The American College of Physicians (ACP) has recently published its updated guidelines for type 2 diabetes (T2DM) management, the first since 2007.1 While touted as "new," these guidelines offer no real breakthroughs in understanding. In some ways they are in subtle conflict with well accepted, current recommendations by the AACE/ACE2 and ADA/EASD.3 The real value of this new ACP release may be that it calls upon clinicians to pause and actively consider what advice is currently being offered for "best practice" in diabetes care.
Lifestyle changes are likely to fail. The ACP guidelines—derived from review of literature between 1966 and April, 2010—call for addition of drug therapy only after lifestyle interventions have been tried and fail to achieve glycemic control. While properly emphasizing the value of lifestyle change (diet, exercise, and weight management should always be initiated at diagnosis), the ACP strategy ignores the established fact that such therapy alone is far more likely to fail than succeed.4 Also, in the hands of most clinicians, such a strategy is the first step down a road to clinical inertia. Studies show that often patients are left in the "lifestyle only" mode while the hemoglobin A1C (A1C) remains significantly elevated for years.5 Concerns about the lack of appropriately aggressive therapy have led the ADA/EASD and AACE/ACE to recommend initiation of metformin(Drug information on metformin), the drug primarily called for by the ACP guidelines, concomitantly with lifestyle modification at the time of diagnosis, and not at an indefinite later time when lifestyle change fails to sustain glycemic control.
Initial monotherapy vs combination therapy. The ACP guidelines specifically call for monotherapy at drug initiation for most patients. While this recommendation is in line with the ADA/EASD path that initiates drug therapy with metfomin as monotherapy, it is at distinct odds with the AACE/ACE guidelines which call for initial multi-drug oral combination therapy for treatment-naive patients who have an A1C > 7.5%.2 Our current understanding is that deterioration of glycemic control stems from a combination of multiple pathophysiologic problems (ie, DeFronzo's "ominous octet," see below).6 Thus, it is quite sensible to use multiple drugs at the outset of therapy to affect as many of these defects as early as possible, to help control hyperglycemia, preserve beta cell competence, and prevent rises in the A1C. The alternative—a "treat to failure" step therapy approach—introduces one oral drug after another as the predecessor fails to control hyperglycemia while the A1C is often left above target for a prolonged time.5
Advancing therapy. The ACP’s call for the addition of a second drug, in fact any second drug (with some considerations), after failure to meet A1C goals with metformin, is consistent with all existing guidelines. What is not conveyed by the ACP guidelines is a proper sense of timing and urgency to get this second drug on board. Despite results from seminal trials including UKPDS,7 DCCT,8 and many others that link a reduction in microvascular complications and an overall reduction in annualized cost of care9 to A1C control, the ACP guidelines are somewhat vague about how urgently the clinician should advance therapy. In contrast, the ADA/EASD and AACE/ACE guidelines are abundantly clear about the need to advance therapy every 2 to 3 months if the current regimen is not achieving the stated A1C goal. Clinical inertia is a very real issue in diabetes management and the ACP guidelines fall short of addressing this point.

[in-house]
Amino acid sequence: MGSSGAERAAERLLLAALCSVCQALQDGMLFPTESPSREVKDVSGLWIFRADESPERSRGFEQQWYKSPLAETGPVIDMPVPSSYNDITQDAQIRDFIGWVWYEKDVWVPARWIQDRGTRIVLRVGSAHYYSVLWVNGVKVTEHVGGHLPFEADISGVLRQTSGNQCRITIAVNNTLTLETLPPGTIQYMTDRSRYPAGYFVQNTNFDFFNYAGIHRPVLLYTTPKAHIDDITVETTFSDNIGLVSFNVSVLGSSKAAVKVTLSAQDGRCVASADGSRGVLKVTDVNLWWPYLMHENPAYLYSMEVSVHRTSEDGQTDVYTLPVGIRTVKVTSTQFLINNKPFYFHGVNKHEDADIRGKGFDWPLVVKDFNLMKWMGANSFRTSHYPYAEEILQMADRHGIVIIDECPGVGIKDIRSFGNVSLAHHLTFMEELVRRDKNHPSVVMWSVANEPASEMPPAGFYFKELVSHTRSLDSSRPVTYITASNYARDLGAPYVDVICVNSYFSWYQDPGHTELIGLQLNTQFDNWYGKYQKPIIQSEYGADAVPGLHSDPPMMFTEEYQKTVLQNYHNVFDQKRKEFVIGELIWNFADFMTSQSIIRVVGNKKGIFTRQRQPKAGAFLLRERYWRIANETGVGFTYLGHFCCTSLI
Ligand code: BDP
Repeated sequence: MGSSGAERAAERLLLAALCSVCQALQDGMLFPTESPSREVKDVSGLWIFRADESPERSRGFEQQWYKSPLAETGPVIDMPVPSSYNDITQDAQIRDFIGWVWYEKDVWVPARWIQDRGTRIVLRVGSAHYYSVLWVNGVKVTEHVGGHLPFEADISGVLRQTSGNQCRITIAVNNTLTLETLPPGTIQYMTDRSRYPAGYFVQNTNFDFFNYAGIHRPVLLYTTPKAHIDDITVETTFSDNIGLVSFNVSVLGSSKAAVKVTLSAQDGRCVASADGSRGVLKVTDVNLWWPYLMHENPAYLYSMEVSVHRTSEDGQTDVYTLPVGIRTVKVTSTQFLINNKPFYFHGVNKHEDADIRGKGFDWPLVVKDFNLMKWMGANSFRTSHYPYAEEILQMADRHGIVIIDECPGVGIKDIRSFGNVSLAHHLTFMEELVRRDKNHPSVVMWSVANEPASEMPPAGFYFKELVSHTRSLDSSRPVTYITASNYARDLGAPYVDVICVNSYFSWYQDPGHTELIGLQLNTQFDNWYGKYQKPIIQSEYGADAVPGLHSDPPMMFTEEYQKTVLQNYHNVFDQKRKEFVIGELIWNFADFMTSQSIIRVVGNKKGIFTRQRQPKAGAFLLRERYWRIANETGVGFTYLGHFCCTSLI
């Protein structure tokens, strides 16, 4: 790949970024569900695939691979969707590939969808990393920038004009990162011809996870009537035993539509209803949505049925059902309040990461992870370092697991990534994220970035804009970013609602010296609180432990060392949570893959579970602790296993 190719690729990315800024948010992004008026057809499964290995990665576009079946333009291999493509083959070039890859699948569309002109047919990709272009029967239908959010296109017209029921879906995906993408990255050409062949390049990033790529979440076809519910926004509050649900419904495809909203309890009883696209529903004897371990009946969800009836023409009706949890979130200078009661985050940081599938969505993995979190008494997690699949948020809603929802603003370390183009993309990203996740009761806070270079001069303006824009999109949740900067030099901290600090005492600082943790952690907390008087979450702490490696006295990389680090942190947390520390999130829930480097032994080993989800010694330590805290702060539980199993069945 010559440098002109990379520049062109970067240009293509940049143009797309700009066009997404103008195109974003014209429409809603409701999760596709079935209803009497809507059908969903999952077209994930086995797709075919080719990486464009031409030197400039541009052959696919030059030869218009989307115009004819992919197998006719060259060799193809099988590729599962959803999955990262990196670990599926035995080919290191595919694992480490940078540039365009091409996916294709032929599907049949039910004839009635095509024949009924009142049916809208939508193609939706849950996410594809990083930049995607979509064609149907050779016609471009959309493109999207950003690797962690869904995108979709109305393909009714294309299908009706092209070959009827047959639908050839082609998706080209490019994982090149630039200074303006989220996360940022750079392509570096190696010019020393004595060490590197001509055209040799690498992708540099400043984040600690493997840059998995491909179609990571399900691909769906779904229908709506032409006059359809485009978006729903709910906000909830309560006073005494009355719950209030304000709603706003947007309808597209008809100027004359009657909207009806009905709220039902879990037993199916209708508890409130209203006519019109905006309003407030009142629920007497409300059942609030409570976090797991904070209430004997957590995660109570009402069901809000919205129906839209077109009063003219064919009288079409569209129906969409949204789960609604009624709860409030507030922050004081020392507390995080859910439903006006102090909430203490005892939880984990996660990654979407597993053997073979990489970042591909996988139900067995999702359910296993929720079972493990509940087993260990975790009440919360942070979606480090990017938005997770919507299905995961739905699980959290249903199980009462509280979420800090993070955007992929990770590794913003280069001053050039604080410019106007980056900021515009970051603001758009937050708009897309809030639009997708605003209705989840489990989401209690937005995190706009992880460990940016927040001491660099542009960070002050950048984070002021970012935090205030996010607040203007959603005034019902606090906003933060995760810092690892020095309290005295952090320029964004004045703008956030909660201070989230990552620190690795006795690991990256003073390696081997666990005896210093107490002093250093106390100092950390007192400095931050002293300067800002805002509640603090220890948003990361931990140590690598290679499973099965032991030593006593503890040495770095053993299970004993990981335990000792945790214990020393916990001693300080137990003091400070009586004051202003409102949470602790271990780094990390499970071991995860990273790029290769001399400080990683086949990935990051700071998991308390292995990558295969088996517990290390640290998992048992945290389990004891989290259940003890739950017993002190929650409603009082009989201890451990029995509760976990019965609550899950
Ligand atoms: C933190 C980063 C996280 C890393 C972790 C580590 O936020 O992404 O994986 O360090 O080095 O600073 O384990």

In my opinion, the disparity between the ADA/EASD, AACE/ACE and ACP guidelines arises from 2 areas: consideration of a data set spanning nearly 50 years in the ACP compilation and the ACP reliance on strict evidence-based medicine criteria. The ACP guidelines are based on consideration of a wealth of studies—in some cases nearly 50 years old. While insulin, some sulfonylureas, and metformin date back that far, the other 8 classes of antidiabetic drugs have only recently appeared on the scene and may be under represented in the data set considered. Diabetes therapeutics may be one of the most rapidly evolving areas in medicine. To look back nearly 50 years for guidance may be looking in the wrong direction.
Also, I completely agree that we should be validating our therapies against strong evidence-based criteria. However, if we withhold therapies (or wait before we make reasonable, well thought out treatment recommendations) until extensive clinical data are gathered to provide evidence-based validation, many people will be denied safe and beneficial treatments in the swiftly changing therapeutic area of diabetes care.
In my view, the ADA/EASD and AACE/ACE guidelines are forward-looking sets of advice on how to best incorporate all the therapeutic tools we currently have on hand to manage the complexities of T2DM. The ACP guidelines represent something of a retrospective look at what has been proven to work in the past, with little consideration of what has not worked (eg, clinical inertia) and no real guidance about how to best use the newer tools at hand (eg, DPP-4 inhibitors, GLP-1 mimetics, and more aggressive insulin approaches).
And finally, lost in the ACP document is the sense of urgency every clinician should feel about managing the expanding epidemic of T2DM.
The Ominous Octet6
Islet beta cells Impaired insulin secretion
Islet alpha cells Increased glucagon(Drug information on glucagon) secretion
Liver Increased hepatic glucose production
Brain Neurotransmitter dysfunction
Muscle tissue Decreased glucose uptake
Kidneys Increased glucose reabsorption
Adipose tissue Increased lypolysis
Gut Decreased incretin effect